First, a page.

This performance by the University of Minnesota Duluth Symphonic Wind Ensemble was given on April 17, 2011 with Maestro Dario Sotelo conducting.
Movement I - Cantadoras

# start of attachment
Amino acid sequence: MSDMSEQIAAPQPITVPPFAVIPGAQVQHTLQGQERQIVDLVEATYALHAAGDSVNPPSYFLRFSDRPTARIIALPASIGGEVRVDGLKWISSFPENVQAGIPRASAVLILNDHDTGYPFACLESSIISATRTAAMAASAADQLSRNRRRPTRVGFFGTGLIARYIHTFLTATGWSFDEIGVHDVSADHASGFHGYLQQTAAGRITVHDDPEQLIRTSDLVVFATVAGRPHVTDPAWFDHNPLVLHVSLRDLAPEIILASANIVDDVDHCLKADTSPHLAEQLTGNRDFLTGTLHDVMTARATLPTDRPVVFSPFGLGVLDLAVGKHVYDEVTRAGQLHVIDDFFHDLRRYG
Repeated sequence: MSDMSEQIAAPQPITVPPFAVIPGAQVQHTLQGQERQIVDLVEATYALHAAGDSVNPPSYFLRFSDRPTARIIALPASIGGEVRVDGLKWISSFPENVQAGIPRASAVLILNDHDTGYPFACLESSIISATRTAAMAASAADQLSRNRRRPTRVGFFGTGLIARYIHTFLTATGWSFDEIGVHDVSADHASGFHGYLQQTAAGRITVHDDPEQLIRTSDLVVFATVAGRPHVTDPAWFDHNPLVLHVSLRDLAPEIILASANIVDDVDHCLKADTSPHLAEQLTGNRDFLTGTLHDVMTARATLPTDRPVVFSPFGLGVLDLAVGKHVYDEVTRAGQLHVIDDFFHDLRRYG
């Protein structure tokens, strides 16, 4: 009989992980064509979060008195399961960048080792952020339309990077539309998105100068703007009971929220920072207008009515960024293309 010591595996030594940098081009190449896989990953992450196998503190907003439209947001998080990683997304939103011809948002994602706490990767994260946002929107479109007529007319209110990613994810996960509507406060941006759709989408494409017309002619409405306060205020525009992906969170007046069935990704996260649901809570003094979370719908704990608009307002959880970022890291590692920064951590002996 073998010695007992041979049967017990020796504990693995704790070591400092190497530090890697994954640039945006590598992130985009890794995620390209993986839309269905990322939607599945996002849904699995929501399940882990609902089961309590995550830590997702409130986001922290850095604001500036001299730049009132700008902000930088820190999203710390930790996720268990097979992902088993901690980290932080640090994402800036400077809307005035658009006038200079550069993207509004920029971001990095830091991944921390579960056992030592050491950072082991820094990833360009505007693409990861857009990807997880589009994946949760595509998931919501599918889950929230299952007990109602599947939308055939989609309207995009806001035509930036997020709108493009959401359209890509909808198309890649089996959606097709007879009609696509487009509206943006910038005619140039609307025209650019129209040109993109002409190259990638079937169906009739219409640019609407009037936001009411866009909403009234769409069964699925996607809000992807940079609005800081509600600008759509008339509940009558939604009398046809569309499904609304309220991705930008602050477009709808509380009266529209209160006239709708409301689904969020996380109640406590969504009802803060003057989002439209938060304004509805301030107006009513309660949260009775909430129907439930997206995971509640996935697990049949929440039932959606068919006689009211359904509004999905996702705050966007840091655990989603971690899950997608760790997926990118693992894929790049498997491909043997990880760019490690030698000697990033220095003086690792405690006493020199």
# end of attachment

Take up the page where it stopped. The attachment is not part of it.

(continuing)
The cantadoras are a group of women invited by the Lumbalú ensemble, a group of men playing percussion instruments, to accompany a funeral procession down the streets of the city on the way to the cemetery. Their function is to comfort the family members of the deceased person through chant-like song. The lumbalú is a funereal ceremony and ritual that takes place in San Basilio de Palenque. San Basilio de Palenque is a village in northern Colombia. When a person has "passed on" one of the elders of the council proclaims the death of the person who has died. The proclamation is made to convene the community to wake with a special touch pechiche drum. Once the crowd gathers the people begin singing and weeping in response which alternate raw solo voice and choir. The drums begin playing with to accompany the ritual. The sounds are characterized by the combination of elements recitatives, songs and rhythmic beats of the percussion of special significance. The lumbalú funeral rituals and ceremonies last 9 days and nights. The people use songs and drum beats of their African ancestors and it is a recalling of their African origins. During the lumbalú the women dance with tiny steps around the corpse, running and gesturing movements with their arms. Some put their hands to the head while acting and singing. They believe that the ones who passed away enter into a better life and this is a way to say goodbye.